As a Commport professional, I have always maintained that EDI is not really an IT function, rather it is a business function. Doing B2B EDI and/or Global Data Synch effectively, means leveraging technology and international standards to efficiently reflect an organization’s business processes and intellectual property related to organizational data.
Throughout my life I have been exposed to many business and economic trends and opportunities as well as the ensuing successes and failures. I have to admit that almost nothing makes me more excited than ramping up for that next big, business opportunity… That is unless it fails… and then the failure becomes even more interesting. When flawed processes meet business failures, I am captivated.
The Target Canada story is just such a case.
As a consumer, I lamented the shuttering of my local Zellers store. I waited and watched for months as the excitement of Target coming to Canada built and as I desperately tried to sneak peeks through the paper covered doors as they renovated. I had shopped at Target stores in the U.S. so, like many Canadians, I eagerly awaited the hyped up new Canadian retail option.
And then I went to work.
In my professional life the Target Canada experience was something else. At the beginning Target Canada so thoroughly committed to the use of EDI with its vendors that it would only source product from vendors that already had EDI capabilities and experience. Vendors were led through a process to prove their capabilities and incurred configuration costs to do so. They weighed the fees against the promised opportunity of the anticipated success of Target Canada and took the plunge. In the end, a number of the vendors I worked with entered into this process and incurred the costs, only to receive confirmation part way through that they wouldn’t be selected as a supplier to Target.
Those that were selected were identified and began receiving orders. After all the systems set up and testing were performed and even after the first set of orders, suppliers to Target Canada were subjected to seemingly constant uncommunicated system changes that would only be discovered after transactions were exchanged. By then it was too late to update the system at Target Canada, so the supplier was locked into working in “as-is” conditions with the data on hand.
Without getting too deep into the technical details, a retailer’s business system is the life blood of the organization. It supports the business processes and supports the operations. If the data contained within the systems is wrong, for any reason, the results can be disastrous, especially when the users have been trained to rely on the system. Based on my experience, this explains a lot of what went wrong at Target Canada.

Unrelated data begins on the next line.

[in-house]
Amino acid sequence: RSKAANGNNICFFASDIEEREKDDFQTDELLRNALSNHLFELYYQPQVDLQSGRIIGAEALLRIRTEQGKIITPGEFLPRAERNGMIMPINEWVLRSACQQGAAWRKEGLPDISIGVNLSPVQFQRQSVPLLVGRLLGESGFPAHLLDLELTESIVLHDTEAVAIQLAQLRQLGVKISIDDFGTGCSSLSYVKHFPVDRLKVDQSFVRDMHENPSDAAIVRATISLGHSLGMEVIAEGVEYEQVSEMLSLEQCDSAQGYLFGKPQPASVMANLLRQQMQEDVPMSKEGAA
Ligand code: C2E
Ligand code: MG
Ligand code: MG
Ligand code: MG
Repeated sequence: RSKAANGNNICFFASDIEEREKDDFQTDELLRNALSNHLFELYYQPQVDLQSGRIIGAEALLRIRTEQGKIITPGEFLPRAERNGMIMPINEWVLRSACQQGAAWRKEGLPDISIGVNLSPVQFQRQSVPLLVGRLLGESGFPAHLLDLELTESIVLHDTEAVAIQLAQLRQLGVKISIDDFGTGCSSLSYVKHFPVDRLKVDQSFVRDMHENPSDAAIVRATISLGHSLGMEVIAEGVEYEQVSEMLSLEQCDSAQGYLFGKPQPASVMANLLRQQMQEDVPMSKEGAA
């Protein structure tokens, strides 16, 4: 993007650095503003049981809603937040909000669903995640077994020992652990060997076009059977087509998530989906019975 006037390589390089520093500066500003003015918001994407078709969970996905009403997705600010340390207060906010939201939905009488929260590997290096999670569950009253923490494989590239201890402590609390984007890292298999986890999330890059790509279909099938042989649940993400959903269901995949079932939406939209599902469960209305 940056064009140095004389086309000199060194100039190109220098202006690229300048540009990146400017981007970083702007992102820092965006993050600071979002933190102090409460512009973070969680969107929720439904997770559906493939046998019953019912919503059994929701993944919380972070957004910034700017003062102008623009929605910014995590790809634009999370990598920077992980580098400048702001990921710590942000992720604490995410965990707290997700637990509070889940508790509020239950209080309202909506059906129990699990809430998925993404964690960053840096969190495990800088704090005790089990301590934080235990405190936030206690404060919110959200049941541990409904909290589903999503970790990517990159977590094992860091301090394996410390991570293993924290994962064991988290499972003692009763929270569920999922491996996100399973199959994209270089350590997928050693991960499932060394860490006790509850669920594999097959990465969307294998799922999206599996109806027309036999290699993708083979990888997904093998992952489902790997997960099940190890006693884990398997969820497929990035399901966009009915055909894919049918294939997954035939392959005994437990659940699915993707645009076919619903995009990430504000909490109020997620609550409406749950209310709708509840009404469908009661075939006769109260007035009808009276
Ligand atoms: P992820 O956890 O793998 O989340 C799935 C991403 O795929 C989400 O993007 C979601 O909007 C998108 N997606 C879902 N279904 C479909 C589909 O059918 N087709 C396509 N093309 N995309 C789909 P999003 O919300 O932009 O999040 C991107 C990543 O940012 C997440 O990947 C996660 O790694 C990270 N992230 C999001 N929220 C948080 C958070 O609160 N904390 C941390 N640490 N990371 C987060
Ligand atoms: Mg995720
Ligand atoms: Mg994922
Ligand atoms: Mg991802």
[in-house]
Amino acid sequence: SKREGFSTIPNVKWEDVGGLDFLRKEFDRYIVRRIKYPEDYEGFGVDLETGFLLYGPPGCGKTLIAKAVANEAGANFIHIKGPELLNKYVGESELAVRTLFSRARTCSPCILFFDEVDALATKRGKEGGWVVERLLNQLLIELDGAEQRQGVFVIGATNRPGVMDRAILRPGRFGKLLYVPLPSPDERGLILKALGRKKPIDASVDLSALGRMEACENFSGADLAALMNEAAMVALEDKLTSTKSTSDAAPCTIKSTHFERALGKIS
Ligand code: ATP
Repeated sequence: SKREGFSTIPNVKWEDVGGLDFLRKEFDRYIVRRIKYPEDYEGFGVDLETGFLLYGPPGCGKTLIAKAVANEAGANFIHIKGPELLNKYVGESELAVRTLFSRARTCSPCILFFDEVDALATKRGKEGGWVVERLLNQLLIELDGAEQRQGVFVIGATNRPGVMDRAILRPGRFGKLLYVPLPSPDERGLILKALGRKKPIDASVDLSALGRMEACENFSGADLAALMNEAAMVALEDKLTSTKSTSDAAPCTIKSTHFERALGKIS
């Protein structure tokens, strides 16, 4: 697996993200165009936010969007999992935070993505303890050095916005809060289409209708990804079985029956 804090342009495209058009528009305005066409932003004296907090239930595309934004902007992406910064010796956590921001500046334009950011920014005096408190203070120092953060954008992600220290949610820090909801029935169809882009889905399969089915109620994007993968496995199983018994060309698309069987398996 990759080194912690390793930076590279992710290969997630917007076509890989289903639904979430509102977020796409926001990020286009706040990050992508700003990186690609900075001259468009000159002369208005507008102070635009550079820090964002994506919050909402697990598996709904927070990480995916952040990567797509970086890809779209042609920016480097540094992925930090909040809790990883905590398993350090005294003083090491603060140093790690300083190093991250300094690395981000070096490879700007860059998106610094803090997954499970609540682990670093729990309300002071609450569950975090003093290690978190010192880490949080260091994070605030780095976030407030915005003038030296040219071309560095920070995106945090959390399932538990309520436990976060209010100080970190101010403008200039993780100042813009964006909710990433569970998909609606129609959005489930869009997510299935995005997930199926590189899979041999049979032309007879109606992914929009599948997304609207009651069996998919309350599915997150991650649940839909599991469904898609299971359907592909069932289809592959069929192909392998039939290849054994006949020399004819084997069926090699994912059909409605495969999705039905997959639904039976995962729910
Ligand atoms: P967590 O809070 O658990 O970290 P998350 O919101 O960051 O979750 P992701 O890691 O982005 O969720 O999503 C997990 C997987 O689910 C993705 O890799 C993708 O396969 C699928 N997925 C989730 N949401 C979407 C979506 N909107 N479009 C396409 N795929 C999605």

In May 2014 Reuters published the article Exclusive: Target Canada’s supply chain gridlock: how Barbie SUVs snarled traffic in which the authors talk about mismatches between expected quantities and actual received quantities and about problems with barcodes not matching what was in the computer system. They mention a source who reports “As goods arrived at the warehouses, workers found errors, 12 shirts per box when the computer system expected 24”.
In those early Target Canada days I remember working with suppliers who received orders where the quantities being requested by Target didn’t match the physical reality of the product configurations. The vendors I worked with would contact Target and warn of the issues only to be told that what was in the system is what they intended to order, so the vendor must be incorrect. Or worse, when push came to shove after repeated attempts to submit EDI shipping notifications, some suppliers were told to fudge their data so that it matched what was in the Target systems and then ship the product and that it would be dealt with at the warehouse. Invalid quantities combined with unresolvable barcodes are a recipe for a disaster in any warehouse that is intended to utilize mostly automated receiving, with far reaching implications for the rest of the supply chain. The bottom line is that inventory that doesn’t move through the warehouse efficiently, isn’t available to the store to be stocked, causing customers to be met with empty shelves and ultimately a disappointing shopping experience.
To me, these two contributing factors speak loudly to a significant mismanagement of the product catalogue data within the Target Canada systems. There are a number of root causes and potential approaches to fix these issues and I expect that the root causes will continue to be examined for years to come.
As for fixing the problems, well it seems, that just won’t be necessary.